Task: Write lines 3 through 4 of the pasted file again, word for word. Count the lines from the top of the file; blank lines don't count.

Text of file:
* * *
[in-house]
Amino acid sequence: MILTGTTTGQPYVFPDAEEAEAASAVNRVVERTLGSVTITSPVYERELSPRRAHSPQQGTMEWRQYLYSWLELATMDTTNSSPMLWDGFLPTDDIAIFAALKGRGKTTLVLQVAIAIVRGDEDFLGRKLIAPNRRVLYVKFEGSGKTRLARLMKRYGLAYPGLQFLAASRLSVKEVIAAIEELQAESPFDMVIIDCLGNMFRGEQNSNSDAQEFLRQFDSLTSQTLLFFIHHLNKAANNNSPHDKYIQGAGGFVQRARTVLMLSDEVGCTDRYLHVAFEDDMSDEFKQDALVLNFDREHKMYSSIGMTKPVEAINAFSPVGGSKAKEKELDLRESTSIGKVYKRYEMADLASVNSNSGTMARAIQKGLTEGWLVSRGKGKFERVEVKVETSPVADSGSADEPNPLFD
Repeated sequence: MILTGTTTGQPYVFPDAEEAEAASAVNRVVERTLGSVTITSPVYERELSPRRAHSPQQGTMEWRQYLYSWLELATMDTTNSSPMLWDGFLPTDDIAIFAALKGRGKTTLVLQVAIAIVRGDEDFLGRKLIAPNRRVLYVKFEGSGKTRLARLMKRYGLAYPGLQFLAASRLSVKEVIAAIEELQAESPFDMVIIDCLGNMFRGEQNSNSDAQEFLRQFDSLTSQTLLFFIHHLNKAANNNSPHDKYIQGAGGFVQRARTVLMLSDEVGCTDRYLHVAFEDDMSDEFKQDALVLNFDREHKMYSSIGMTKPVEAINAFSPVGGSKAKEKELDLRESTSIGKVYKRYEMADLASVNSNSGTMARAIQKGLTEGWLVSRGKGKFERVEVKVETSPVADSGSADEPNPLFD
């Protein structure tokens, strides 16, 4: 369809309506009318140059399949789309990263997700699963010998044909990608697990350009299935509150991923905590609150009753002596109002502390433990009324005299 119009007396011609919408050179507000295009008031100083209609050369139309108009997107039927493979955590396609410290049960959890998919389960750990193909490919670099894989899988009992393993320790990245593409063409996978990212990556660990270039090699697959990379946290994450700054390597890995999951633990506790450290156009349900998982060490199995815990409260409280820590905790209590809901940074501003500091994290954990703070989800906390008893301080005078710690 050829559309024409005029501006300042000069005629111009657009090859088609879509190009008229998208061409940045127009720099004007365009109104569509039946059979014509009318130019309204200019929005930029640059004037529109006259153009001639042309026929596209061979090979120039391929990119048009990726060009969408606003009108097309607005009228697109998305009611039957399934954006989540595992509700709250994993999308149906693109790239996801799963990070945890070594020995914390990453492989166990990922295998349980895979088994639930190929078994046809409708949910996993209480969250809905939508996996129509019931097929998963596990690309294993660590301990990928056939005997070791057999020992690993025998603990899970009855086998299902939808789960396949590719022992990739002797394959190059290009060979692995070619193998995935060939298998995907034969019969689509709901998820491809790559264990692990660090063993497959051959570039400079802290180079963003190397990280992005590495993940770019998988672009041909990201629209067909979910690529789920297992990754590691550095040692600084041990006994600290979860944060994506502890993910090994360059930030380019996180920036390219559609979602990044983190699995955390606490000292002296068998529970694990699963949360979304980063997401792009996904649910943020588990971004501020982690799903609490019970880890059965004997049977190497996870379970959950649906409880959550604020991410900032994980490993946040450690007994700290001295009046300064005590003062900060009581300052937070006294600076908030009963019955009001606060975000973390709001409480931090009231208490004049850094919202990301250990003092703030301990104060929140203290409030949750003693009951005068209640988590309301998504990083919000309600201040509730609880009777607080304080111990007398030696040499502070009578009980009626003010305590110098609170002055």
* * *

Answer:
Repeated sequence: MILTGTTTGQPYVFPDAEEAEAASAVNRVVERTLGSVTITSPVYERELSPRRAHSPQQGTMEWRQYLYSWLELATMDTTNSSPMLWDGFLPTDDIAIFAALKGRGKTTLVLQVAIAIVRGDEDFLGRKLIAPNRRVLYVKFEGSGKTRLARLMKRYGLAYPGLQFLAASRLSVKEVIAAIEELQAESPFDMVIIDCLGNMFRGEQNSNSDAQEFLRQFDSLTSQTLLFFIHHLNKAANNNSPHDKYIQGAGGFVQRARTVLMLSDEVGCTDRYLHVAFEDDMSDEFKQDALVLNFDREHKMYSSIGMTKPVEAINAFSPVGGSKAKEKELDLRESTSIGKVYKRYEMADLASVNSNSGTMARAIQKGLTEGWLVSRGKGKFERVEVKVETSPVADSGSADEPNPLFD
């Protein structure tokens, strides 16, 4: 369809309506009318140059399949789309990263997700699963010998044909990608697990350009299935509150991923905590609150009753002596109002502390433990009324005299 119009007396011609919408050179507000295009008031100083209609050369139309108009997107039927493979955590396609410290049960959890998919389960750990193909490919670099894989899988009992393993320790990245593409063409996978990212990556660990270039090699697959990379946290994450700054390597890995999951633990506790450290156009349900998982060490199995815990409260409280820590905790209590809901940074501003500091994290954990703070989800906390008893301080005078710690 050829559309024409005029501006300042000069005629111009657009090859088609879509190009008229998208061409940045127009720099004007365009109104569509039946059979014509009318130019309204200019929005930029640059004037529109006259153009001639042309026929596209061979090979120039391929990119048009990726060009969408606003009108097309607005009228697109998305009611039957399934954006989540595992509700709250994993999308149906693109790239996801799963990070945890070594020995914390990453492989166990990922295998349980895979088994639930190929078994046809409708949910996993209480969250809905939508996996129509019931097929998963596990690309294993660590301990990928056939005997070791057999020992690993025998603990899970009855086998299902939808789960396949590719022992990739002797394959190059290009060979692995070619193998995935060939298998995907034969019969689509709901998820491809790559264990692990660090063993497959051959570039400079802290180079963003190397990280992005590495993940770019998988672009041909990201629209067909979910690529789920297992990754590691550095040692600084041990006994600290979860944060994506502890993910090994360059930030380019996180920036390219559609979602990044983190699995955390606490000292002296068998529970694990699963949360979304980063997401792009996904649910943020588990971004501020982690799903609490019970880890059965004997049977190497996870379970959950649906409880959550604020991410900032994980490993946040450690007994700290001295009046300064005590003062900060009581300052937070006294600076908030009963019955009001606060975000973390709001409480931090009231208490004049850094919202990301250990003092703030301990104060929140203290409030949750003693009951005068209640988590309301998504990083919000309600201040509730609880009777607080304080111990007398030696040499502070009578009980009626003010305590110098609170002055």